The Alpine Glass Company was founded in 1925 by two brothers, Charles and Marin Rosselli. The firm’s first location was a modest brick storefront at 608 East 4th Street. There, the company sold mirrors and glass for homes and businesses, both wholesale and retail, with expertise in fixtures for a growing sector of the glass business: motor cars.
In 1928, the brothers sold out to Byron Morris, who hired Nevada’s most prominent architect, Frederic DeLongchamps, to draw up the plans for a new brick warehouse just a few blocks west, at 324 East 4th Street. The prolific and versatile DeLongchamps had designed the Nevada-Oregon-California (NCO) Railroad Depot just across the street back in 1910, as well as landmarks such as the Riverside Hotel and Washoe County Courthouse. Alpine’s new shop had a high ceiling supported by a steel truss, with large skylights to illuminate work areas for the glazers, bevelers, mirror manufacturers, and other employees.
Advertising as “Nevada’s Modern Glass House,” the business thrived under Morris’s ownership. Its workers installed large windows for many of the new service stations cropping up throughout town in the 1930s. The company also manufactured storefronts made of polished aluminum, vitrolite, and glass block for area businesses, and installed windshield, door, and window glass for automobiles “while-you-wait.”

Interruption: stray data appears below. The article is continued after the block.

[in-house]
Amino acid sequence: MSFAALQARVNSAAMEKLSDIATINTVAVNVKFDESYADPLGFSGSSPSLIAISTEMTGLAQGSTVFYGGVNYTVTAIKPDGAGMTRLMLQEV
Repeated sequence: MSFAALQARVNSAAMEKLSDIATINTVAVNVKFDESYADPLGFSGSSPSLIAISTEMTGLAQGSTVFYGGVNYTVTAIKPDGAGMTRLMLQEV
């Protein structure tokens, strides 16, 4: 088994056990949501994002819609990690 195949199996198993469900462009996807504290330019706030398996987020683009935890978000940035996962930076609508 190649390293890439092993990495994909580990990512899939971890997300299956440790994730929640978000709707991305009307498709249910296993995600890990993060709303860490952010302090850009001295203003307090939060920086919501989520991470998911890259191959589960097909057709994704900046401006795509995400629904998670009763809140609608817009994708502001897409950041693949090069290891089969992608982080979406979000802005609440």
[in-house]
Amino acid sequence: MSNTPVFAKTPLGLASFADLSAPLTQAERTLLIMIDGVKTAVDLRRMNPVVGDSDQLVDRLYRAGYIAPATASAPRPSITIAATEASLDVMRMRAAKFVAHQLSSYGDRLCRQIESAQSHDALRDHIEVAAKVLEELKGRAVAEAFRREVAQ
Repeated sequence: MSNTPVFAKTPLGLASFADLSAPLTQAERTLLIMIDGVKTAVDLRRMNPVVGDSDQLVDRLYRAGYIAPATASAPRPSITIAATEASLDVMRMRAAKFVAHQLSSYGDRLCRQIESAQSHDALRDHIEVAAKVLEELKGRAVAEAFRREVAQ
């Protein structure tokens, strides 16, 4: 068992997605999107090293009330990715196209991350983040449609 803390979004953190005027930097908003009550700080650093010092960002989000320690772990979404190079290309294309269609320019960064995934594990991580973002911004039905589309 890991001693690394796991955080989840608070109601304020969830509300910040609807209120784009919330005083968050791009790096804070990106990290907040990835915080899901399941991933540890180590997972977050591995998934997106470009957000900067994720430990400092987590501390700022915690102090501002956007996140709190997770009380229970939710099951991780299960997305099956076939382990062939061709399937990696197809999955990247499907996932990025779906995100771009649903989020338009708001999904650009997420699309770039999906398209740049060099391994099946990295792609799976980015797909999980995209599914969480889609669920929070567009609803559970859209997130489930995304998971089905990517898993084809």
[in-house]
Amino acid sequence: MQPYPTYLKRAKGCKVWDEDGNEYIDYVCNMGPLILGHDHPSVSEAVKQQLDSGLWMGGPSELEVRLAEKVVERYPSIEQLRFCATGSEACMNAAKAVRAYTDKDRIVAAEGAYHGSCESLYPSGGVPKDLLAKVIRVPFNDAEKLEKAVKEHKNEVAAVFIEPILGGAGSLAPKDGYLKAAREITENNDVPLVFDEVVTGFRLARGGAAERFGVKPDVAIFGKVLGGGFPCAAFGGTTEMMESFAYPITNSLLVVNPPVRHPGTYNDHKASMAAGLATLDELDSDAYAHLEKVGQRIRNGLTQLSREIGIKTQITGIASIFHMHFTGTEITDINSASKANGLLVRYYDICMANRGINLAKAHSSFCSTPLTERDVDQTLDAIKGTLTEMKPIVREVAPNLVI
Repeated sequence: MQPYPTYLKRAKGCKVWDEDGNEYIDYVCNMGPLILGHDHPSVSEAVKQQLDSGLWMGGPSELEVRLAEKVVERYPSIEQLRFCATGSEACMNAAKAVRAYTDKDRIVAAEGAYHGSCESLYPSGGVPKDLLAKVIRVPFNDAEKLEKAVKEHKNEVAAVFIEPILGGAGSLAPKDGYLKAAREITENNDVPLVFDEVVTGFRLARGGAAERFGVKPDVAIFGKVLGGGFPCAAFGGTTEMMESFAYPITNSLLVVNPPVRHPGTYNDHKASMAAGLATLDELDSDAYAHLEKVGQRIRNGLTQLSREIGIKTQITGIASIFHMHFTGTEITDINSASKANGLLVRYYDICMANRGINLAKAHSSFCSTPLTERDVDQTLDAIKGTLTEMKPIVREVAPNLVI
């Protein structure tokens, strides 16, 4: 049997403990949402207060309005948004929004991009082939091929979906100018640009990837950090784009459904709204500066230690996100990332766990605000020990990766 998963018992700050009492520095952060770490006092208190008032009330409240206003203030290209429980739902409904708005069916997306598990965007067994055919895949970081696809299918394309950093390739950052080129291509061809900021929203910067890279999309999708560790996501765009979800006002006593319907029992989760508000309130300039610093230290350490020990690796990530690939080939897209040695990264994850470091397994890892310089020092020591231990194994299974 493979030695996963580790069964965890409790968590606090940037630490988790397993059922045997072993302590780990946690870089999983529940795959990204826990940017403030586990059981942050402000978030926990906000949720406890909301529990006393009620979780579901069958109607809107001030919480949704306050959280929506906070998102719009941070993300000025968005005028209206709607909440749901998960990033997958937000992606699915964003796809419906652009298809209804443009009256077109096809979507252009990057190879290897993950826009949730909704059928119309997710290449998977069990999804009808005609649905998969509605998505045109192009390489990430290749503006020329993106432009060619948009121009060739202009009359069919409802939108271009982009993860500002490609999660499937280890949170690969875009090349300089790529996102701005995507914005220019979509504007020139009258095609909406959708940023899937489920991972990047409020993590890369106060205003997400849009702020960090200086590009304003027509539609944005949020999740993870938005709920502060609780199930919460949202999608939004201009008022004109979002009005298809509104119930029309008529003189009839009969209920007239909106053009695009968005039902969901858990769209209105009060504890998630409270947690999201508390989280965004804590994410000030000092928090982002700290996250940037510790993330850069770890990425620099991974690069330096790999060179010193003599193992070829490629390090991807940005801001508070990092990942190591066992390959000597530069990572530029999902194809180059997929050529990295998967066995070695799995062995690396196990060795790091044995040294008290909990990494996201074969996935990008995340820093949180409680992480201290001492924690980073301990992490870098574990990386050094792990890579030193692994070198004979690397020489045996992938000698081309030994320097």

In the years to come, the company supplied plate glass for a majority of Reno’s construction projects, from the new Reno High School on Booth Street to casinos such as the New China Club, Mapes Hotel, and Lake Tahoe’s Cal-Neva Lodge. Later high-profile projects included the University of Nevada’s Atmospherium-Planetarium.
In 1954, Morris purchased the neighboring lot to the east and constructed an addition, reportedly designed by Reno architect David Vhay. Now doubled in size, the warehouse’s entire front façade gained bright orange metal cladding and striking neon letters spelling out “Alpine Glass Co.” By 1963, the company had branch offices in Elko, Winnemucca, and Las Vegas.
In 1965, Morris sold the company to Kenneth E. Olson, owner of the Olson Glass Company in Torrence, California, and it changed hands several times after that. After sitting vacant for many years, the building was purchased in 2015 with plans to transform it into a brewery, restaurant, and concert venue.